POLITICS

Don Meredith, Tory Senator And Pastor, Says Wallin, Duffy, Brazeau Deserve Second Chance

10/28/2013 01:02 EDT | Updated 10/28/2013 01:09 EDT
CP

OTTAWA — A Conservative senator who is also a church pastor says senators should temper their "judgment with mercy" and says he plans to vote against motions to suspend Mike Duffy, Pamela Wallin and Patrick Brazeau without pay.

Senator Don Meredith is a pastor with the Pentecostal Praise Centre in Maple, Ont. and an executive director of the GTA Interfaith Alliance. He told The Huffington Post this weekend that his colleagues deserve to be given a second chance.

"I believe in that sense of redemption, that one is able to redeem themselves, irrespective of the difficulties that they find themselves in," Meredith said.

Meredith described Wallin and Duffy as "stars" for the Conservative party who travelled across the country on behalf of the government, but had fallen out of favour with the Prime Minister's Office. Political expediency had to be placed aside in favour of humanity, he said.

"We are talking about people's lives here."

Meredith came to Canada from Jamaica when he was 12, and has spent part of his life working with at-risk youth. The biography provided by his church says "he has a heart for people and desires nothing more than to see all people come to the saving knowledge of Jesus Christ and His glorious Kingdom."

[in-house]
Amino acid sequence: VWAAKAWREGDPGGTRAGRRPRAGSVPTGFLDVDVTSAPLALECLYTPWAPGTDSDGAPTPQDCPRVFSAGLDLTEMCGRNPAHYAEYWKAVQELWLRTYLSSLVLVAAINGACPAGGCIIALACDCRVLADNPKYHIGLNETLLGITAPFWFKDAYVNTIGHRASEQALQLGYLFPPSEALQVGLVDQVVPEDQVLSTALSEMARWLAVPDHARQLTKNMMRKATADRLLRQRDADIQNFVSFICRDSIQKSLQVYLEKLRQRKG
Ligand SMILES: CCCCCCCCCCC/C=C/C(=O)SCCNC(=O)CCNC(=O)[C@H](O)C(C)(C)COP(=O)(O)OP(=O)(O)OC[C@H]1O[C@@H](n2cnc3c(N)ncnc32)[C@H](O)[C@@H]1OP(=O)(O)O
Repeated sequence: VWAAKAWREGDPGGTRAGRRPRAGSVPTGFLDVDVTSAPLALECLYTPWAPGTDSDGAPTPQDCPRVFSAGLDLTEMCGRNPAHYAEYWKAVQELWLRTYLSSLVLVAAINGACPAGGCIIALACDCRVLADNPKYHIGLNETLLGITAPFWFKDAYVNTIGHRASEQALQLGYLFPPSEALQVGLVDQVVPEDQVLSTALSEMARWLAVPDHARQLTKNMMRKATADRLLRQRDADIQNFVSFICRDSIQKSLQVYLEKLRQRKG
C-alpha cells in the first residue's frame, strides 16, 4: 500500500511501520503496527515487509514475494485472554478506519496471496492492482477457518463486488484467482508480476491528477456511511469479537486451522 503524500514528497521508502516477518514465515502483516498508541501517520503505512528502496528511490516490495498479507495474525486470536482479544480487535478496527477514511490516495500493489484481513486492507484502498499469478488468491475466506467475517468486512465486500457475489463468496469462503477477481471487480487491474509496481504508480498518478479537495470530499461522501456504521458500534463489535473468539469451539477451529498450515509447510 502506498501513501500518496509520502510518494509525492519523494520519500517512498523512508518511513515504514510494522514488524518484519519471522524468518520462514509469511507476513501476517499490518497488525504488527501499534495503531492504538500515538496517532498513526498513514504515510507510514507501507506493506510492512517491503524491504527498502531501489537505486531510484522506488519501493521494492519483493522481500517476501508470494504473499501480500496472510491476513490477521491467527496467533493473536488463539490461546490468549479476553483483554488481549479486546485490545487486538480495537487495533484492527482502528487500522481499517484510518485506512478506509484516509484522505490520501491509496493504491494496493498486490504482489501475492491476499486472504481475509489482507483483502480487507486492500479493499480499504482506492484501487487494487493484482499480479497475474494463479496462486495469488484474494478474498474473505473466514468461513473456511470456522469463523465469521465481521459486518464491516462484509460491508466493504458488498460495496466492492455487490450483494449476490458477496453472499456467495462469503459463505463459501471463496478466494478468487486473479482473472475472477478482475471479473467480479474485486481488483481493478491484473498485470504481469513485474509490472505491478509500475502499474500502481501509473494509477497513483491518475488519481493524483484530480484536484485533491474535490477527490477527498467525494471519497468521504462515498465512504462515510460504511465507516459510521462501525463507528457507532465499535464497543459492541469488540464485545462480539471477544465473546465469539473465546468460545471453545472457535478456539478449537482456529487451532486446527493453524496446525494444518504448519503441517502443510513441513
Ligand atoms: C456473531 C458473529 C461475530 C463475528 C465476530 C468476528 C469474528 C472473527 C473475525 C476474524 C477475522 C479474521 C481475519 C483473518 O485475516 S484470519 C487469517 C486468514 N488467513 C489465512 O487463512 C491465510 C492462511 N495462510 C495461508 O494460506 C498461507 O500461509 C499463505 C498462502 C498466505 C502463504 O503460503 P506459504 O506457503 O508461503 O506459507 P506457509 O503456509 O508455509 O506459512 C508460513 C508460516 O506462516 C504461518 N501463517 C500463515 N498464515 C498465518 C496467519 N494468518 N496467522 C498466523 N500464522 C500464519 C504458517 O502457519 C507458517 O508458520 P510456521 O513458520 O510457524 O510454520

Turning the other cheek is nothing new for the reverend. He notes that Wallin, Brazeau and Duffy — through Nigel Wright — had already paid back money that was improperly claimed. He points to Martha Stewart and Conrad Black as individuals who paid their dues and are back contributing to society.

Meredith hopes the three embattled senators will show contrition. It would help put the accuser at ease and help everyone to move on, he said.

Even if the three senators believe they have done nothing wrong, Meredith said they should tell their colleagues: "Look I was acting on the best impression, however, I apologize that I wasn't as diligent as I should be. I may humbly feel that I did nothing wrong but in the interest that there is confidence placed back in me as an individual, I apologize."

He hopes a compromise position can be reached and that a friendly amendment from another Conservative senator will be put forward. If not, Meredith — like Conservative senator Don Plett who opposes the motions — said he might table an amendment.

The Conservative Senate caucus is meeting Monday before the upper chamber resumes its deliberations in the afternoon.

On Friday, Tory Senate Leader Claude Carignan told reporters he was open to compromises, after facing dissent in the Conservative ranks. The prime minister, however, insisted in radio interviews that he wants to see the three suspended without pay.

"Whatever the leader decides, he has to explain his position, why any kind of leniency is given in any way," Meredith said.

"Obviously, we are all in support of a minor or less severe expulsion from the Senate, whether it is for a three, six or nine-month period," Meredith said of the Senate Tory caucus.

"In my opinion, it should be done with pay."

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The Senators Against Suspension